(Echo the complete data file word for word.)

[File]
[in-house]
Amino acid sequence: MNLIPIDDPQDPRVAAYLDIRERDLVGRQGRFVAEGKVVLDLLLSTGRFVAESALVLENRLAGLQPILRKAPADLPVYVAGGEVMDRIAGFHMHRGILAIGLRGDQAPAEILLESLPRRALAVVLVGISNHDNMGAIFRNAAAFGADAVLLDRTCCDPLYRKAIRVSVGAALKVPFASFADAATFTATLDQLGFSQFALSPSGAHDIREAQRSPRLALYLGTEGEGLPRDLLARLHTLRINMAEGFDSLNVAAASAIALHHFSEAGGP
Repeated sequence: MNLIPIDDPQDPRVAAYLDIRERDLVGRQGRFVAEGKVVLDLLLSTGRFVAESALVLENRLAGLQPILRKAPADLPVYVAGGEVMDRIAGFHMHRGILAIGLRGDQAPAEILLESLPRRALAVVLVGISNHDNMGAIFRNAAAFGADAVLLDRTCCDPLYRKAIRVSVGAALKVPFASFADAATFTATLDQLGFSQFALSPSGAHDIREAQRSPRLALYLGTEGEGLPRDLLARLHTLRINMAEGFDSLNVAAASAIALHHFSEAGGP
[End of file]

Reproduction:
[in-house]
Amino acid sequence: MNLIPIDDPQDPRVAAYLDIRERDLVGRQGRFVAEGKVVLDLLLSTGRFVAESALVLENRLAGLQPILRKAPADLPVYVAGGEVMDRIAGFHMHRGILAIGLRGDQAPAEILLESLPRRALAVVLVGISNHDNMGAIFRNAAAFGADAVLLDRTCCDPLYRKAIRVSVGAALKVPFASFADAATFTATLDQLGFSQFALSPSGAHDIREAQRSPRLALYLGTEGEGLPRDLLARLHTLRINMAEGFDSLNVAAASAIALHHFSEAGGP
Repeated sequence: MNLIPIDDPQDPRVAAYLDIRERDLVGRQGRFVAEGKVVLDLLLSTGRFVAESALVLENRLAGLQPILRKAPADLPVYVAGGEVMDRIAGFHMHRGILAIGLRGDQAPAEILLESLPRRALAVVLVGISNHDNMGAIFRNAAAFGADAVLLDRTCCDPLYRKAIRVSVGAALKVPFASFADAATFTATLDQLGFSQFALSPSGAHDIREAQRSPRLALYLGTEGEGLPRDLLARLHTLRINMAEGFDSLNVAAASAIALHHFSEAGGP